SAIPAN – Public School System teachers may hold an "organized demonstration" to demand an explanation from the central government about the "deep cuts" to the education budget.
Hundreds of teachers met in the Marianas High School cafeteria Thursday afternoon to discuss the PSS financial situation.
Board of Education teacher representative and Saipan Southern High School teacher Paul Miura told his fellow educators, "I really feel that your voices are going to carry much further. So I'm hoping that this can be the beginning of a more unified stance for PSS. I'm not going to stand here today to try to rally you or anything like that. I'm just here to share some information and give you the forum to perhaps start these conversations and allow you to decide how much we're willing to take."
Associate Education Commissioner Lynette Villagomez told the teachers that a $42.8 million budget had been approved for PSS for fiscal year 2019.
This was reduced by $7.5 million with the implementation of the austerity measures following a decline in government revenue collections.
"To date, the central government has transferred a total amount of $18 million," Villagomez added.
She said if officials were to add the $700,000 biweekly allotments promised for the rest of the fiscal year, PSS will receive about $23 million for fiscal 2019 – a nearly 50 percent cut.
At the same meeting, PSS finance director Christopher Ching reported that PSS received just $500,000 from the central government Thursday and not $700,000 as promised in a Tuesday meeting.
'We need to actualize that risk'
Jeremy Rother, who teaches AP literature and honors philosophy at MHS, said, "It seems like the ball's in our court. (Education Commissioner) Glenn Muna and the (BOE) members have talked to the media about the possibility of losing teachers in the event of a pay cut. I think we need to actualize that risk. We need to demonstrate that it is something that can actually happen."
SSHS teacher Roy Adsit suggested that the teachers involve parents. "The point is we need transparency from the central government and we need to let the parents know what is going on."
Kagman High School librarian Maria Ornes said, "We want to ask the PSS leadership to demand the central government ... how much money we have and where it is going. Or maybe it is not just up to the PSS leadership, but maybe it is up to us."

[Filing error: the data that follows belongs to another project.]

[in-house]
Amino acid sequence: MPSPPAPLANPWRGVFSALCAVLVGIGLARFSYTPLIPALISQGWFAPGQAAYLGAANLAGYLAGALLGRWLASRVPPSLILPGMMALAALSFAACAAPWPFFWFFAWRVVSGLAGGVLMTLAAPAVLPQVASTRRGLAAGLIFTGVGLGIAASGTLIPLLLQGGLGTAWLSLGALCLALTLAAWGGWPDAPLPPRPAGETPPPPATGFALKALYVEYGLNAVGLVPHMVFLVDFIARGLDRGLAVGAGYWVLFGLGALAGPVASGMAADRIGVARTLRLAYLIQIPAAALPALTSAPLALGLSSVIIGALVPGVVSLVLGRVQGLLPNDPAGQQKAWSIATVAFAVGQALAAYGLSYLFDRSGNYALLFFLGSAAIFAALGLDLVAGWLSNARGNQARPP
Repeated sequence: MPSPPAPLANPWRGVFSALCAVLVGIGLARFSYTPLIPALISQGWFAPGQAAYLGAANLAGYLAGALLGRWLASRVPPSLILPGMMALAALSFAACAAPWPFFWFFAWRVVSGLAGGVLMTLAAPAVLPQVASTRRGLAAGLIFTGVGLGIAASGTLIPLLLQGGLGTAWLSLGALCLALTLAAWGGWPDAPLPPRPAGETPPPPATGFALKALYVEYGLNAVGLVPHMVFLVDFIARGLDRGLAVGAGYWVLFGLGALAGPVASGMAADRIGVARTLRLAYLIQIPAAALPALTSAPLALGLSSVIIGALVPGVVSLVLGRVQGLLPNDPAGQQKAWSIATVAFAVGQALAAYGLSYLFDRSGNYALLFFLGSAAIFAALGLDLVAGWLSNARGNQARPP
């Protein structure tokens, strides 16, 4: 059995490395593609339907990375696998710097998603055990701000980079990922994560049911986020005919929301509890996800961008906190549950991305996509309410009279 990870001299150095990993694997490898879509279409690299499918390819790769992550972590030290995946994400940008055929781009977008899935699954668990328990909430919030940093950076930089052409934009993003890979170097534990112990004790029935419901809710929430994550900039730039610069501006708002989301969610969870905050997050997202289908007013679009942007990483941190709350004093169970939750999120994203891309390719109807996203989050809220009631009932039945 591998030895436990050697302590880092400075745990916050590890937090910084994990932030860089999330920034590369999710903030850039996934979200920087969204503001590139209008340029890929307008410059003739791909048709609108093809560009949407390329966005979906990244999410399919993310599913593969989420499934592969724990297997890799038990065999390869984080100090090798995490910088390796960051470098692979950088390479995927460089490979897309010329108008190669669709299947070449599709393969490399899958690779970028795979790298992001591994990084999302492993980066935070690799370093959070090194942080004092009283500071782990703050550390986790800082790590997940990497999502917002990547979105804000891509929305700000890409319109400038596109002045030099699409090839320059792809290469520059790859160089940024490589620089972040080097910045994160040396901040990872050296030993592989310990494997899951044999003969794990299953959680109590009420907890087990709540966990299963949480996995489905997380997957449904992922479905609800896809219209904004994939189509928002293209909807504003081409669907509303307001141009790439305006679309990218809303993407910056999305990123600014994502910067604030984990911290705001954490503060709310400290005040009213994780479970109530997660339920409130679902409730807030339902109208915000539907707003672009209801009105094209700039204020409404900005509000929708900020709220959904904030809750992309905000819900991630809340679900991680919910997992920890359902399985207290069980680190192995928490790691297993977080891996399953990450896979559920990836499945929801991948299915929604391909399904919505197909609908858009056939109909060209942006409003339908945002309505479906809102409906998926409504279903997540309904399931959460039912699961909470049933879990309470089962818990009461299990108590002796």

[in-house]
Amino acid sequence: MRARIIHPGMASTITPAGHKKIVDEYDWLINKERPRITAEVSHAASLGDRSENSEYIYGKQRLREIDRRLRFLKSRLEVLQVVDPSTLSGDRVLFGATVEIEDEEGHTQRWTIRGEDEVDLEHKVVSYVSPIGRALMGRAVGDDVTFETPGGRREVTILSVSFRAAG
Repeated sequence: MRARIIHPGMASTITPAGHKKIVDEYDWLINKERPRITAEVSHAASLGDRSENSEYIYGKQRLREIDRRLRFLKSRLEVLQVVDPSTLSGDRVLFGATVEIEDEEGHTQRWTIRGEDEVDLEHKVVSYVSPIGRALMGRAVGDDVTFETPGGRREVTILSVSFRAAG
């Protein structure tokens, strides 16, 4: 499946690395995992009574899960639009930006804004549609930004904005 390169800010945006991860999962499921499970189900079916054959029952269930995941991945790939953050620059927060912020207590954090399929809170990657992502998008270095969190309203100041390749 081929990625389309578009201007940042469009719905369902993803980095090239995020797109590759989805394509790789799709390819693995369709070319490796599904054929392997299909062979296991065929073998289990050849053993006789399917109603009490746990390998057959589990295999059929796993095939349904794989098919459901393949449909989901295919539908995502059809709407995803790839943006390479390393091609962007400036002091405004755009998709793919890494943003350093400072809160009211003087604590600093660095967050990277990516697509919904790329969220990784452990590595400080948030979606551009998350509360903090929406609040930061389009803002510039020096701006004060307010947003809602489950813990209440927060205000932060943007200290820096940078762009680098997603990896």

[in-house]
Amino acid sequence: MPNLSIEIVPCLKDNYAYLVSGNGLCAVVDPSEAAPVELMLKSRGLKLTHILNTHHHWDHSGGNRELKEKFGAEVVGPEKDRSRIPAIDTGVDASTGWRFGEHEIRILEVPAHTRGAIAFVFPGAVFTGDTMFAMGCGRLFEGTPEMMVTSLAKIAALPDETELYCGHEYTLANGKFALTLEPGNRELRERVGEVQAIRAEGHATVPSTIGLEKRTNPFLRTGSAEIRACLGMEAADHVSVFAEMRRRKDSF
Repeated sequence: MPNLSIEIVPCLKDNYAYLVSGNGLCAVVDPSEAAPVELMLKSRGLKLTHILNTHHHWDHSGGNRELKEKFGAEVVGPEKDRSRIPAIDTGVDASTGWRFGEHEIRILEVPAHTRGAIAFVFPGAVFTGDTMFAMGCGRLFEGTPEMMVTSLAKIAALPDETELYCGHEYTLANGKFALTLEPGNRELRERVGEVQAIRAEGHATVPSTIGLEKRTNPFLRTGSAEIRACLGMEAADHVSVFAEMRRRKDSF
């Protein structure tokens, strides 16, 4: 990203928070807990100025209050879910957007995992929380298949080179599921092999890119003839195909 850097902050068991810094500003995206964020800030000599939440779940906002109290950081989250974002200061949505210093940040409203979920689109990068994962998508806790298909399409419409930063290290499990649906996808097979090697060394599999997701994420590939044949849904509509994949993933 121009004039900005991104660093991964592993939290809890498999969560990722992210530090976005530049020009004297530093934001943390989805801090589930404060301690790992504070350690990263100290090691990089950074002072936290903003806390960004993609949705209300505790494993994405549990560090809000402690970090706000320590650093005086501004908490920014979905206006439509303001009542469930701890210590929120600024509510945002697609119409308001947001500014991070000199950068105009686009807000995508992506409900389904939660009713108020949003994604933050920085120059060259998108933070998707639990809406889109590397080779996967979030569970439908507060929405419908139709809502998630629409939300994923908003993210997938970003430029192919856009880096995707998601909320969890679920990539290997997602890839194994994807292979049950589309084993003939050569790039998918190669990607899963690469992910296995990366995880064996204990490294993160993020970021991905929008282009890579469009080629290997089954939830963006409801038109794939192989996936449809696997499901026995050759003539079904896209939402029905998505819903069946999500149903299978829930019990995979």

She added, "The remittance has only been $500,000 and they promised $700,000. Maybe that is an excellent time to go. We would have to tell our children and parents what really is happening and why we are doing it. It is not just we are going in a fit of anger or frustration. We will do it meaningfully, do it with organization and we do it together."
She said if there is really no money "then give us the documentation, and we'll just have to accept it."
Many teachers expressed support for Ornes' proposal to hold an "organized demonstration."
"I think the organized demonstration, tomorrow or at another scheduled date, makes a lot of sense. We need to gauge support for that," Rother said.
PSS should take the lead
Former Education Commissioner Rita Sablan at the meeting urged teachers to take the lead and ask the governor to appear before the Legislature and "testify under oath" about the fiscal condition of the CNMI.
"My suggestion is for the school district to send a letter to the speaker of the House and the Senate president and ask if they can bring in the four officials – the governor, the lieutenant governor, the Office of Management and Budget head and the secretary of finance – so they can tell us under oath the fiscal affairs of the CNMI."
Sablan, an independent candidate for lieutenant governor in the 2018 elections, said she is not suggesting a walkout or a march.
'The checks ... will bounce'
Ching assured the teachers that there would be payroll Friday. "But I also want you to know at what cost. The checks (we) issued to the vendors will bounce."
Asked about the proposed organized demonstration, BOE teacher representative Miura said "that was not something that I was planning on initiating. Teachers will have their own voice when it comes to whatever they decide to do."
He added there was no concrete plan yet.
"People are just venting their concerns."
Also attending the meeting were independent Reps. Tina Sablan and Ed Propst, the House minority leader.
Sablan assured the teachers that she will join them in whatever action they take.